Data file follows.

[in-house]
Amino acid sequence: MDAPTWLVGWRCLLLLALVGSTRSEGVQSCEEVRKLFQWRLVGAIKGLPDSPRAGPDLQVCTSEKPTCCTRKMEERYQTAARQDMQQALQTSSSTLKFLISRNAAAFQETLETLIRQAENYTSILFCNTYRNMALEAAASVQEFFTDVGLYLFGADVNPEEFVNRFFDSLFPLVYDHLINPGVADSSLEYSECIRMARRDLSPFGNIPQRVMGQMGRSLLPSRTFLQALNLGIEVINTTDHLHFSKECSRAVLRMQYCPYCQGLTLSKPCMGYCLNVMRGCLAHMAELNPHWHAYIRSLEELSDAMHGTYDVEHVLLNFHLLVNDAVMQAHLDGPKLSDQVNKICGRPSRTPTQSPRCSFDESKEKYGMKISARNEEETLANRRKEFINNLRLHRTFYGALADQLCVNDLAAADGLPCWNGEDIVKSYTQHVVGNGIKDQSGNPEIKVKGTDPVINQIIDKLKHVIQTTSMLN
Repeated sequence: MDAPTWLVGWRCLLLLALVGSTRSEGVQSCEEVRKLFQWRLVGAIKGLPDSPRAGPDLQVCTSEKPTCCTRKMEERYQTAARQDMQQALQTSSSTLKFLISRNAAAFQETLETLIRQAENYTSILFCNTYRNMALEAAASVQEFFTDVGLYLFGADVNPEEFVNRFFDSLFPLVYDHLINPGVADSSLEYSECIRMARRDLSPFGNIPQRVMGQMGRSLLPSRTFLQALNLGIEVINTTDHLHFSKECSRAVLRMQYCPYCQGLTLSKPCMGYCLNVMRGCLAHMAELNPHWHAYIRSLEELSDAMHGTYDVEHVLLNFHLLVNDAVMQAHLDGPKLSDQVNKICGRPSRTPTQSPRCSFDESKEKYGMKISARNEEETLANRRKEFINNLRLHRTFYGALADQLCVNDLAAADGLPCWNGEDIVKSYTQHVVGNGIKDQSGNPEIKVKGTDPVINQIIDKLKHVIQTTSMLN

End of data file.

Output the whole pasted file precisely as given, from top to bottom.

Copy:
[in-house]
Amino acid sequence: MDAPTWLVGWRCLLLLALVGSTRSEGVQSCEEVRKLFQWRLVGAIKGLPDSPRAGPDLQVCTSEKPTCCTRKMEERYQTAARQDMQQALQTSSSTLKFLISRNAAAFQETLETLIRQAENYTSILFCNTYRNMALEAAASVQEFFTDVGLYLFGADVNPEEFVNRFFDSLFPLVYDHLINPGVADSSLEYSECIRMARRDLSPFGNIPQRVMGQMGRSLLPSRTFLQALNLGIEVINTTDHLHFSKECSRAVLRMQYCPYCQGLTLSKPCMGYCLNVMRGCLAHMAELNPHWHAYIRSLEELSDAMHGTYDVEHVLLNFHLLVNDAVMQAHLDGPKLSDQVNKICGRPSRTPTQSPRCSFDESKEKYGMKISARNEEETLANRRKEFINNLRLHRTFYGALADQLCVNDLAAADGLPCWNGEDIVKSYTQHVVGNGIKDQSGNPEIKVKGTDPVINQIIDKLKHVIQTTSMLN
Repeated sequence: MDAPTWLVGWRCLLLLALVGSTRSEGVQSCEEVRKLFQWRLVGAIKGLPDSPRAGPDLQVCTSEKPTCCTRKMEERYQTAARQDMQQALQTSSSTLKFLISRNAAAFQETLETLIRQAENYTSILFCNTYRNMALEAAASVQEFFTDVGLYLFGADVNPEEFVNRFFDSLFPLVYDHLINPGVADSSLEYSECIRMARRDLSPFGNIPQRVMGQMGRSLLPSRTFLQALNLGIEVINTTDHLHFSKECSRAVLRMQYCPYCQGLTLSKPCMGYCLNVMRGCLAHMAELNPHWHAYIRSLEELSDAMHGTYDVEHVLLNFHLLVNDAVMQAHLDGPKLSDQVNKICGRPSRTPTQSPRCSFDESKEKYGMKISARNEEETLANRRKEFINNLRLHRTFYGALADQLCVNDLAAADGLPCWNGEDIVKSYTQHVVGNGIKDQSGNPEIKVKGTDPVINQIIDKLKHVIQTTSMLN